When he was x-rayed, IBRRC staff discovered approximately 30 BBs in his stomach.
On February 1, staff members anesthetized the mallard and flushed out the pellets, using warm water and gavage tubing. Two days later he was able to stand again, and began recovery in Bird Rescue’s warm water hospital pools.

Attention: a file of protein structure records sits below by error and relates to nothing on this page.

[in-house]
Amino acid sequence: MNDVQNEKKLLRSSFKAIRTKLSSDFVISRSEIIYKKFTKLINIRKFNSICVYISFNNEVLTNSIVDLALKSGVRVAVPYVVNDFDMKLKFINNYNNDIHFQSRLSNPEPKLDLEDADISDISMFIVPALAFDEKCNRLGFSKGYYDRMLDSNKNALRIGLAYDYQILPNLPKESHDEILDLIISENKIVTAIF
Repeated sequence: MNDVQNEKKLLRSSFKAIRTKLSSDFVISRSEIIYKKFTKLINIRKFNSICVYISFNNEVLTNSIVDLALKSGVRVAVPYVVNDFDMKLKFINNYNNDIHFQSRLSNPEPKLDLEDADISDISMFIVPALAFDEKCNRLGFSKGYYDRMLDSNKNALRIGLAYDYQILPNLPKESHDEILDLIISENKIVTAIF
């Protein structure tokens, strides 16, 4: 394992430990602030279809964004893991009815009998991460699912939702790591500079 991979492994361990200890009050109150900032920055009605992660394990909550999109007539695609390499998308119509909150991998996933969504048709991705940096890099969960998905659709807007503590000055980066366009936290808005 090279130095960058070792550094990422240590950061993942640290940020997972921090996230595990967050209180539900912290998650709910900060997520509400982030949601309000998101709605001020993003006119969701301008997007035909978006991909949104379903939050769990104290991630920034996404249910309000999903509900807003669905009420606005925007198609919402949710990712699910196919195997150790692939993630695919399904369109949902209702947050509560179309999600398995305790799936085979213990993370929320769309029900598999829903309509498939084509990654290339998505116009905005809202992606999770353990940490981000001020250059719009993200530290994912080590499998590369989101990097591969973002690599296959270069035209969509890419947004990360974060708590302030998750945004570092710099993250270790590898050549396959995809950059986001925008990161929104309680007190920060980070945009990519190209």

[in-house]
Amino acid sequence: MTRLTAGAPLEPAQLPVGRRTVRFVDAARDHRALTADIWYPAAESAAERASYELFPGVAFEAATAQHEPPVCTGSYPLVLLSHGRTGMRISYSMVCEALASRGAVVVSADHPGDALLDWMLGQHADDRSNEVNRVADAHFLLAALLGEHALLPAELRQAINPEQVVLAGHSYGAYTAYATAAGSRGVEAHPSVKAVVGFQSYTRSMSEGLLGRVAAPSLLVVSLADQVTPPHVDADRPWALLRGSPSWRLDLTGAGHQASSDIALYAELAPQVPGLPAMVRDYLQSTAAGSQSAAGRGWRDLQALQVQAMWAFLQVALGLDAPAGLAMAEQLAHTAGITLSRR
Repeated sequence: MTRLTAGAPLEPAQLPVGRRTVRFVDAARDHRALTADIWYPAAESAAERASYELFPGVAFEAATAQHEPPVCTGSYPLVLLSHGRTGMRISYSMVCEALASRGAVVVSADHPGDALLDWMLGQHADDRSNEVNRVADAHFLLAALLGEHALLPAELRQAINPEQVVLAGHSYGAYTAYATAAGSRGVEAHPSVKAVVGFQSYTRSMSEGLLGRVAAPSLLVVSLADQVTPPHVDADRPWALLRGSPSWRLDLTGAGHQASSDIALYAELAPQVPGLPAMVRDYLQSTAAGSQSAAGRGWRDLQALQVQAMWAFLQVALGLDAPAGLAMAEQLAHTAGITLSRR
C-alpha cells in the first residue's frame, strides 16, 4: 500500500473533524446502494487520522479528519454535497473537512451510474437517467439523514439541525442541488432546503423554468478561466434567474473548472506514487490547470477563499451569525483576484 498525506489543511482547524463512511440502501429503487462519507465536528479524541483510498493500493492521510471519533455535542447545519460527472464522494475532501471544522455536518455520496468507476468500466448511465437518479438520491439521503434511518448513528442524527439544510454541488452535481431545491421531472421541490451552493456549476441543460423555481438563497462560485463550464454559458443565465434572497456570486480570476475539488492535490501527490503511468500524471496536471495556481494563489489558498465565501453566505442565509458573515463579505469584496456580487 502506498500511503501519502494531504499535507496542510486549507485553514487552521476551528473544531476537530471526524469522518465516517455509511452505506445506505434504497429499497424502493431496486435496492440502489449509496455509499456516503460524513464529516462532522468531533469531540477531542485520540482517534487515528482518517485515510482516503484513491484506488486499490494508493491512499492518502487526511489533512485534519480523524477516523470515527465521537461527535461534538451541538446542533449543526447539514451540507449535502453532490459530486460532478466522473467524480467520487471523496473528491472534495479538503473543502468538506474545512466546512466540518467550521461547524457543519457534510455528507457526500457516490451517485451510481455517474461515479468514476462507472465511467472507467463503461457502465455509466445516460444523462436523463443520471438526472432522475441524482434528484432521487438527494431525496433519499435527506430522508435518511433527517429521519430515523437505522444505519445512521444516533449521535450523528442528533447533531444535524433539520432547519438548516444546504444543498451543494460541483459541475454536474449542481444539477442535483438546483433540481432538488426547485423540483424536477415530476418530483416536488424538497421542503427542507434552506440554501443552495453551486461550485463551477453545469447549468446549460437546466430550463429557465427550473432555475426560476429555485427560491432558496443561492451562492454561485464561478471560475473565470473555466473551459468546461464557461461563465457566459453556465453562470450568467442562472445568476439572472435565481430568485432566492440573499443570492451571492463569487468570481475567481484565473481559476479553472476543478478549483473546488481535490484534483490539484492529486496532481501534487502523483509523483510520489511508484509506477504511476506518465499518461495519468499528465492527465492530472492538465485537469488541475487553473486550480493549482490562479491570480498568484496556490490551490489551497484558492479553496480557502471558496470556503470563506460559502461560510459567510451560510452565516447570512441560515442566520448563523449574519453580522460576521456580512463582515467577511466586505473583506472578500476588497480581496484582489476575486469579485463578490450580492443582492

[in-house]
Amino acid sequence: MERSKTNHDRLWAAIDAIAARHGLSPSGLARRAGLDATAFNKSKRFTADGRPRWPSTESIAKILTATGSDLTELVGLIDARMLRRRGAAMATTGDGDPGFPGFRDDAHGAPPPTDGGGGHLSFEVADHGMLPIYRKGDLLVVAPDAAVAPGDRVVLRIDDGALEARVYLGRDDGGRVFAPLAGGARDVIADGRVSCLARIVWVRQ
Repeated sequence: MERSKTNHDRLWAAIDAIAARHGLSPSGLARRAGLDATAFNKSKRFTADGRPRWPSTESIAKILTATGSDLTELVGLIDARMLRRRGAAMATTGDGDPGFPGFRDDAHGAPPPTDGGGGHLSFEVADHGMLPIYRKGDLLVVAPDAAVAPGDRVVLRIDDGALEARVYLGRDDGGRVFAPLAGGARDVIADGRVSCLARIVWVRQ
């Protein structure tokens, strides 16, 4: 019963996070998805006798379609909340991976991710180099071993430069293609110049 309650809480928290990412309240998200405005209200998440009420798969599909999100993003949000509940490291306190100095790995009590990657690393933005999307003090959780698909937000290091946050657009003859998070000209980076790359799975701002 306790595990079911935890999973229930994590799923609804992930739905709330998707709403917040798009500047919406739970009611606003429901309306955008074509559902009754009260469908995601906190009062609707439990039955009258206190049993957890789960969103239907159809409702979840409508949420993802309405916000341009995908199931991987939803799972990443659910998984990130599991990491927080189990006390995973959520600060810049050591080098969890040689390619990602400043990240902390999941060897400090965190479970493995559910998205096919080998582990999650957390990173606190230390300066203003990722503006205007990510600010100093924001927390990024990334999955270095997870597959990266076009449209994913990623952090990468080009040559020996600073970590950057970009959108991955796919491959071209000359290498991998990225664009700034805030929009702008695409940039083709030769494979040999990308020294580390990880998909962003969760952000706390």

IBRRC has been saving aquatic birds around the world since 1971, and is a world leader in emergency response, rehabilitation, research and education. Its team of specialists has led oiled wildlife rescue efforts in over 200 oil spills in 11 States, two U.S. territories, and 7 different countries. Bird rescue is equally proud of the care it provides to the 5,000 injured, hungry, or orphaned birds that come into its centers each year. It is committed to ensuring that every bird impacted by changes to their environment is given hope to survive and thrive.